Like fiction, in criticism too diverse people of different sensibilities, like Wa La Kulkarni, K Kshirsagar, D K Bedekar, Da Ga Godse, Gangadhar Gadgil, Da Bhi Kulkarni have been published. Bhatkal firmly supports the writer in all respects. He has a mighty heart to face the music for a writer’s work as well as win accolades for the same.  He hasn’t hesitated to seek legal help for the writers whose books he believed to be exceptional. It was he who took pains to spread the greatness of Bhau Padhye’s Vasunaka.
Bhatkal always pays minute attention from the cover page to the blurb at the back of a book, to make the book look attractive. He carefully considers who should design the cover, and then he discusses it, just as he would do with the writer. Bhatkal has always preferred cover designs that are attuned to the subject of the books than the commercially more attractive designs. Popular’s covers were always novel because Bhatkal has believed in the excellence of the cover design, which came after the artist read the manuscript. These covers set new benchmarks for Marathi publications. He has involved the writers in all these processes. Many times, he has worked out a golden mean in the extremes of opinions of the writers and cover artists, but he has skillfully steered clear of it.
He has equally benefited from this team-leading skills.  Although he took all the editorial decisions as the first two decades of Popular’s growth, yet he never felt shy to discuss with his elder brother and literary colleagues and mates. He always looked for new writers who showed great potential and talent. For this, he made use of his talent hunting skills. In the initial years he was immensely guided by Wa La Kulkarni. It was due to him that Popular bagged a great poet like Na Dho Mahanor. Later, he tried to know about new writers from the discussions he held with friends like Mahanor, Shirish Pai, Keshav Meshram, and Chandrakant Patil. He found two of the most important playwrights of this generation like Manaswini Lata Ravindra and Dharmakirti Sumant through such discussions. Manaswini graduated from Lalit Kala Kendra and started staging plays like Cigarettes and Alvida under Lalit Mumbai. Vijay Tendulkar knew Bhatkal’s and Popular’s passion for theatre hence he suggested Manaswini’s name to him. Similarly Satish Alekar suggested Dharmakirti’s name. A postgraduate student of political science in the University of Pune, Dharmakirti has received many awards for playwriting. Paani, a play he penned at the age of 21 shows his matured personality. Geli Ekwees Varshe is a play on the mixed consequences of globalisation on the young generation. This play has received international recognition in festivals in 2010. Bhatkal’s habit of chatting has thus always helped him a lot.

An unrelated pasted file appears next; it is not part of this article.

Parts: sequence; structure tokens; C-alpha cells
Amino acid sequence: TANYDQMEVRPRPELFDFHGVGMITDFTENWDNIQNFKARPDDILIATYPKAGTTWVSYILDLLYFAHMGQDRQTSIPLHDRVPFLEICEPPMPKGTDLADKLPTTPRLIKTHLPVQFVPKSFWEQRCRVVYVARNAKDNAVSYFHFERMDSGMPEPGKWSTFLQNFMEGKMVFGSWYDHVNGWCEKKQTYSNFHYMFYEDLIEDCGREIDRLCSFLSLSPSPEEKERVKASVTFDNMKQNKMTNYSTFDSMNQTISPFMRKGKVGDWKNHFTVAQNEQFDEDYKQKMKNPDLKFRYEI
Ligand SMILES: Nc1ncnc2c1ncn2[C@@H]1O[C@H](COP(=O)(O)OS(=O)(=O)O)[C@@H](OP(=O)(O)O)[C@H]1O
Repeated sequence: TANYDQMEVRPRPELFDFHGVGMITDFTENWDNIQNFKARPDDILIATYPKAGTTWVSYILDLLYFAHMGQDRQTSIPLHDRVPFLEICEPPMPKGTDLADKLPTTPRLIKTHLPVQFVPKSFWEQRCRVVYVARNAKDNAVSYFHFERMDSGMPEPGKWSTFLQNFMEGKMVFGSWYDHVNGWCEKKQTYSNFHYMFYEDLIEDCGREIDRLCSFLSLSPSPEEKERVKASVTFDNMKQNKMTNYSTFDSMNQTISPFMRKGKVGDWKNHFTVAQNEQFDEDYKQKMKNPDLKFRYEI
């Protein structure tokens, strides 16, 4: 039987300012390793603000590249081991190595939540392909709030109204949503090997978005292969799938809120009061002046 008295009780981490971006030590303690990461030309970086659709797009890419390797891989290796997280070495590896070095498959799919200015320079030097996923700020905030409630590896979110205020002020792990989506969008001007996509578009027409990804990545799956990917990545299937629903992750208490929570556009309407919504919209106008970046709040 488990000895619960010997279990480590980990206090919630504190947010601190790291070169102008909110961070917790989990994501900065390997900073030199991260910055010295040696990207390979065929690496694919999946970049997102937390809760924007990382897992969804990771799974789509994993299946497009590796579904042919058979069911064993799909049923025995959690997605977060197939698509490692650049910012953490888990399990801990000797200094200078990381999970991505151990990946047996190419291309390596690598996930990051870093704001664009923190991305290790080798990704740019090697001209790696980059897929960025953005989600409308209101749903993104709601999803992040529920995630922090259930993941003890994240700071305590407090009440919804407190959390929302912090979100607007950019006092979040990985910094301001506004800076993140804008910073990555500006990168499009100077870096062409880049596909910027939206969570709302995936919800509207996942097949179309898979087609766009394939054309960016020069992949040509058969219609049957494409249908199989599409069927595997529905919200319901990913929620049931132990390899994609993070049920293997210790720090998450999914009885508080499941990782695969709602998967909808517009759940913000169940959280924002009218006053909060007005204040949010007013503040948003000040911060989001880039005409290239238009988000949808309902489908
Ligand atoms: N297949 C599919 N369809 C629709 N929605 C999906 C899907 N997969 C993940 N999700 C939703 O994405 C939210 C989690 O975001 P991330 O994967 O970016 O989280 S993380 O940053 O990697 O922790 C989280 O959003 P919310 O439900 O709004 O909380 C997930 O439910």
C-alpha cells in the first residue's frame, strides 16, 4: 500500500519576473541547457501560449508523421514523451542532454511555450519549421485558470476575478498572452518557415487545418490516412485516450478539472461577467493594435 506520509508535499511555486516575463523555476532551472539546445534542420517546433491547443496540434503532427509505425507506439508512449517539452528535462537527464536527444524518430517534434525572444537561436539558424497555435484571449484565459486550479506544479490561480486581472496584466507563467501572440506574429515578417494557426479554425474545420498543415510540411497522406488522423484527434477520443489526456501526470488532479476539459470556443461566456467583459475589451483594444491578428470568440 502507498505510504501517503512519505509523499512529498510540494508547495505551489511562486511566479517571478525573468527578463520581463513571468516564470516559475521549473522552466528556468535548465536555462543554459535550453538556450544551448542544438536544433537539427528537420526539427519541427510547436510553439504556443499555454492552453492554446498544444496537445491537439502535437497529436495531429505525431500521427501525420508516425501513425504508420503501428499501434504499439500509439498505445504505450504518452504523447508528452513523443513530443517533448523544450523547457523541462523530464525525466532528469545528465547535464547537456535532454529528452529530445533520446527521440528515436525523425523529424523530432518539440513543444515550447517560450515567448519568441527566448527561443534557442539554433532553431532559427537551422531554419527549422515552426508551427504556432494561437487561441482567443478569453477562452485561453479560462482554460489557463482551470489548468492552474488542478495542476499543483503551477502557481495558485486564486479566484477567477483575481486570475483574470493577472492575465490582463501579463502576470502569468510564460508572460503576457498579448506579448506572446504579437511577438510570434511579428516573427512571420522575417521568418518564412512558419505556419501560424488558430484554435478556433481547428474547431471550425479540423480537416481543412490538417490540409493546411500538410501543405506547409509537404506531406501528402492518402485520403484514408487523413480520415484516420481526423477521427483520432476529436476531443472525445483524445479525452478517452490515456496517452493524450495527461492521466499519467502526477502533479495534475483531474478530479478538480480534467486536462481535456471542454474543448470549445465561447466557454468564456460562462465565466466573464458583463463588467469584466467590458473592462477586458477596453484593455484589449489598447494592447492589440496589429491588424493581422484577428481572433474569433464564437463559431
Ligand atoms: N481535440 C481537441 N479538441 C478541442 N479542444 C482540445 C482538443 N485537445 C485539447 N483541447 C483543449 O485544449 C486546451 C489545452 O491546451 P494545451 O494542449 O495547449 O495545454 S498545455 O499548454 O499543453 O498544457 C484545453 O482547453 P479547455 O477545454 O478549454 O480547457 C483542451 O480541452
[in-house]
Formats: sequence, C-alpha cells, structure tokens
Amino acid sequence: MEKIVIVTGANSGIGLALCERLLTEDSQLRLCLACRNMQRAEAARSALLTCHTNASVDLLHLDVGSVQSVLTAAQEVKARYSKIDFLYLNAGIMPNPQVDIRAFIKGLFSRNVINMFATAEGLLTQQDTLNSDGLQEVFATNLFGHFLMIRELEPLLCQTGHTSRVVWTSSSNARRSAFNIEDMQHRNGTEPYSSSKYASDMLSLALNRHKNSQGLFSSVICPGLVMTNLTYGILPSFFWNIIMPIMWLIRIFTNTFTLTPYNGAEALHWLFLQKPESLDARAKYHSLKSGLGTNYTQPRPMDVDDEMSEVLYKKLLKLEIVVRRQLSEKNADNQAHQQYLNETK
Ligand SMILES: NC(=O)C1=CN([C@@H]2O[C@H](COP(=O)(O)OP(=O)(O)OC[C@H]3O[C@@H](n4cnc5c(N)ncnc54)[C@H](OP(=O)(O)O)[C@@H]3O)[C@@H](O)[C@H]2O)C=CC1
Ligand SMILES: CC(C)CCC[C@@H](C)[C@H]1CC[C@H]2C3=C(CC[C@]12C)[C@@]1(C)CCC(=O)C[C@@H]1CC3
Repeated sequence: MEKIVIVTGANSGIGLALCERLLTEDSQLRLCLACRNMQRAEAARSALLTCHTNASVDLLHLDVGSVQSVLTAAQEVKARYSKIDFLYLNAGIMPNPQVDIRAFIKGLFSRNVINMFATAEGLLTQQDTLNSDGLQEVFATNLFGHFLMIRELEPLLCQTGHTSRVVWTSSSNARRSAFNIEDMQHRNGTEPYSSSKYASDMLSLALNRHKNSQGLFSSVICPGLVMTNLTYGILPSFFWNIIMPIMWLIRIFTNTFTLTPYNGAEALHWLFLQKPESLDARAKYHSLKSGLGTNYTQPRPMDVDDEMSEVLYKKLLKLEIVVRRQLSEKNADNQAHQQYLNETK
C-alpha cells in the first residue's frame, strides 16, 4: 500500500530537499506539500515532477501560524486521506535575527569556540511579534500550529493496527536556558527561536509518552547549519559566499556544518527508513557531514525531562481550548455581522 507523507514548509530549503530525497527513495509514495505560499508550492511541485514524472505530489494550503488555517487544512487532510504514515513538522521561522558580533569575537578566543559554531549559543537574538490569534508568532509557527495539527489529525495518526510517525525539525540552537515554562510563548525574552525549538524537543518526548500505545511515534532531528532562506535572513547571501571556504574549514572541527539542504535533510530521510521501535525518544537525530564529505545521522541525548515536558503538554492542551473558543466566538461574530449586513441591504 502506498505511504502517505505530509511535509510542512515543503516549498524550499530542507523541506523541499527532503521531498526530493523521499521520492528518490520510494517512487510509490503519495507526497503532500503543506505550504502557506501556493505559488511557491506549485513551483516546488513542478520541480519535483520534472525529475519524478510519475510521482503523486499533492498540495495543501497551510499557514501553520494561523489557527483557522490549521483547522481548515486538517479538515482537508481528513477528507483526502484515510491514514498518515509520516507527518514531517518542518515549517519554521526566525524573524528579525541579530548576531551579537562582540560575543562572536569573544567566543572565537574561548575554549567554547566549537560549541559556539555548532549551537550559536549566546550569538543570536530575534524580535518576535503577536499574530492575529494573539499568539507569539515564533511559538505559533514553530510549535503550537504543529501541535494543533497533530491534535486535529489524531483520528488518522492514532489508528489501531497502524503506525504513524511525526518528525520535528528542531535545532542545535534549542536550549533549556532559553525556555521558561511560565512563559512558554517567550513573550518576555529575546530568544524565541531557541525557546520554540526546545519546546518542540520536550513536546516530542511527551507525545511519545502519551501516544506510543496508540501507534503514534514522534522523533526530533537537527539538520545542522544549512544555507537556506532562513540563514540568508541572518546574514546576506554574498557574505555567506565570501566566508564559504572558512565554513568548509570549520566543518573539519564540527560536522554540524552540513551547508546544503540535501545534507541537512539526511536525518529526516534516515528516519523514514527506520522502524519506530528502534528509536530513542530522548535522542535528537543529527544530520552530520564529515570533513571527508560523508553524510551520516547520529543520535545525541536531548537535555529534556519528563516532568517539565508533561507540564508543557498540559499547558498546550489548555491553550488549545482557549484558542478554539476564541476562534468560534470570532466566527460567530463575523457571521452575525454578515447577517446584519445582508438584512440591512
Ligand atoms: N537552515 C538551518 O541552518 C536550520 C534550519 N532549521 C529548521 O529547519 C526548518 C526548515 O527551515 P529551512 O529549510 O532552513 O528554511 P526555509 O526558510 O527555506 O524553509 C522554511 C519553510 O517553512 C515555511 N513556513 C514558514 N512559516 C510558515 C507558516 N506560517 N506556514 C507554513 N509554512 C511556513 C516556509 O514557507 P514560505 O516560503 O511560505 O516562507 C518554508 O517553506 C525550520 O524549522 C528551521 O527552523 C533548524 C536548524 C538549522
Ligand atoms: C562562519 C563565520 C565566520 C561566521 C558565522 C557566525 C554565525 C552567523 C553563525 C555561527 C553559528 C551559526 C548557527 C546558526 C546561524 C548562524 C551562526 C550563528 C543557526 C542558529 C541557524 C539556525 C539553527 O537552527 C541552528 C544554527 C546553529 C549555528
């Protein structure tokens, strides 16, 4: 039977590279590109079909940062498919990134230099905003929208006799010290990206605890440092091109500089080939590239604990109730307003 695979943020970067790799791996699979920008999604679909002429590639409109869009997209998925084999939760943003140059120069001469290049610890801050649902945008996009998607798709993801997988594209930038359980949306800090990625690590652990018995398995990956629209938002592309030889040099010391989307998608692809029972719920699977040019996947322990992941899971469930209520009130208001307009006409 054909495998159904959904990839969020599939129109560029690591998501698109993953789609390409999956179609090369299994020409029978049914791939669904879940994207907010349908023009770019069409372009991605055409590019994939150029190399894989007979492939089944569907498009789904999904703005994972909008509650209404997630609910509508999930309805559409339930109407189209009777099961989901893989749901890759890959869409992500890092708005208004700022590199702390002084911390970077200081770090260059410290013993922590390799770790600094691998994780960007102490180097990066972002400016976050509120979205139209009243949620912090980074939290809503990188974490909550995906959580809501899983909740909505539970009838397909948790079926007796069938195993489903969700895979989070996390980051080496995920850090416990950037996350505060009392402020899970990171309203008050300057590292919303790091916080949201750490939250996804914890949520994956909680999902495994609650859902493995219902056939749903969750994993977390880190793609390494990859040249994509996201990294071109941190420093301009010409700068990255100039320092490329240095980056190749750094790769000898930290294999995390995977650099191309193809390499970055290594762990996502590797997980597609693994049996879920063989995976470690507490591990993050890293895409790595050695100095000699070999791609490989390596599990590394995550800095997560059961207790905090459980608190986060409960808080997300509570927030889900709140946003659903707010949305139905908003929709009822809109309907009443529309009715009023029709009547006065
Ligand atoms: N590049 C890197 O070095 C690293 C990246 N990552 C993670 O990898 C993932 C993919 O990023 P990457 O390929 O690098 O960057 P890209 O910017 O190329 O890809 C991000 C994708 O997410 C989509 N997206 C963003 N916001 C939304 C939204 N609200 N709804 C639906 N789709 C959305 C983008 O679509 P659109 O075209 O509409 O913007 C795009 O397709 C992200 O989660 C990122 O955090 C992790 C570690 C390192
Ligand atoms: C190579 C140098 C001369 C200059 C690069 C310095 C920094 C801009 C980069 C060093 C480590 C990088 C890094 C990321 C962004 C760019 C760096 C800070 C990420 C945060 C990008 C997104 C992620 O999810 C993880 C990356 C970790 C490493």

The most important characteristic of Ramdas Bhatkal as an editor is his ability to encourage his juniors to take decisions, and his magnanimity in showing confidence in them. It is a very rare tendency to find the boss respecting the decisions taken by juniors, guiding them if they are mistaken, and helping them with confidence.
Popular Prakashan has been in the business of books for over 85 years. The company has published over 900 titles in Marathi and 1,000 titles in English, with bestselling authors. Concentrating mainly on fiction, drama, literary criticism and poetry, in the field of Marathi publishing, Popular has pioneered the rise of a new generation of award winning writers. The company has also pioneered publications in medicine and social sciences. 
Asmita Mohite is an editor with Popular Prakashan, Mumbai. 
Originally written in Marathi, this profile was translated into English for PrintWeek India.